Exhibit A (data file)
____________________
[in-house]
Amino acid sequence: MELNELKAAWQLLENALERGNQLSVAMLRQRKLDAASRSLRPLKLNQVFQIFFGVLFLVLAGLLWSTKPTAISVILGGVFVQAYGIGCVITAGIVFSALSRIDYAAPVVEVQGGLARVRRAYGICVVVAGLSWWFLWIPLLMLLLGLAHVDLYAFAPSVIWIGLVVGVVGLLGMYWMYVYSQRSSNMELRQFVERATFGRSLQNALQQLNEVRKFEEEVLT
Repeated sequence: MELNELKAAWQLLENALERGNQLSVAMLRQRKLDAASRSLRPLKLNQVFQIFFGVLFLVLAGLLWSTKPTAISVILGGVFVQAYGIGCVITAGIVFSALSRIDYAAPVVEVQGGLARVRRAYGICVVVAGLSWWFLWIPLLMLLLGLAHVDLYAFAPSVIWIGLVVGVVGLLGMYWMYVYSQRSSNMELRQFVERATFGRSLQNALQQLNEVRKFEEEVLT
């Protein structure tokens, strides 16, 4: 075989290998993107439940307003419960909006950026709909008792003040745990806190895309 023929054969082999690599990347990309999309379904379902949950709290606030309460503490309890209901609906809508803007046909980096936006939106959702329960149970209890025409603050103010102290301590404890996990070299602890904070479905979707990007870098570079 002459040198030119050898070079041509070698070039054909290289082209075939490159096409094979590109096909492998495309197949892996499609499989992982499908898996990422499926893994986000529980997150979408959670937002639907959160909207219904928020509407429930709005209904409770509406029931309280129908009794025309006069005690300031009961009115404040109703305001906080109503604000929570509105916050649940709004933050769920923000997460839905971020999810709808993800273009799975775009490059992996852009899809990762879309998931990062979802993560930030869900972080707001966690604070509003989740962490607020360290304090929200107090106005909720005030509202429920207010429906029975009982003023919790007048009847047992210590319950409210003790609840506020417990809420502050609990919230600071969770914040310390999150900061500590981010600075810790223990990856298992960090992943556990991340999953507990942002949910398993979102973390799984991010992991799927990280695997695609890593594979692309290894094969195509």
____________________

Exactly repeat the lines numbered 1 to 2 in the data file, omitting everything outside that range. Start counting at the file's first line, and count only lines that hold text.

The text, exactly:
[in-house]
Amino acid sequence: MELNELKAAWQLLENALERGNQLSVAMLRQRKLDAASRSLRPLKLNQVFQIFFGVLFLVLAGLLWSTKPTAISVILGGVFVQAYGIGCVITAGIVFSALSRIDYAAPVVEVQGGLARVRRAYGICVVVAGLSWWFLWIPLLMLLLGLAHVDLYAFAPSVIWIGLVVGVVGLLGMYWMYVYSQRSSNMELRQFVERATFGRSLQNALQQLNEVRKFEEEVLT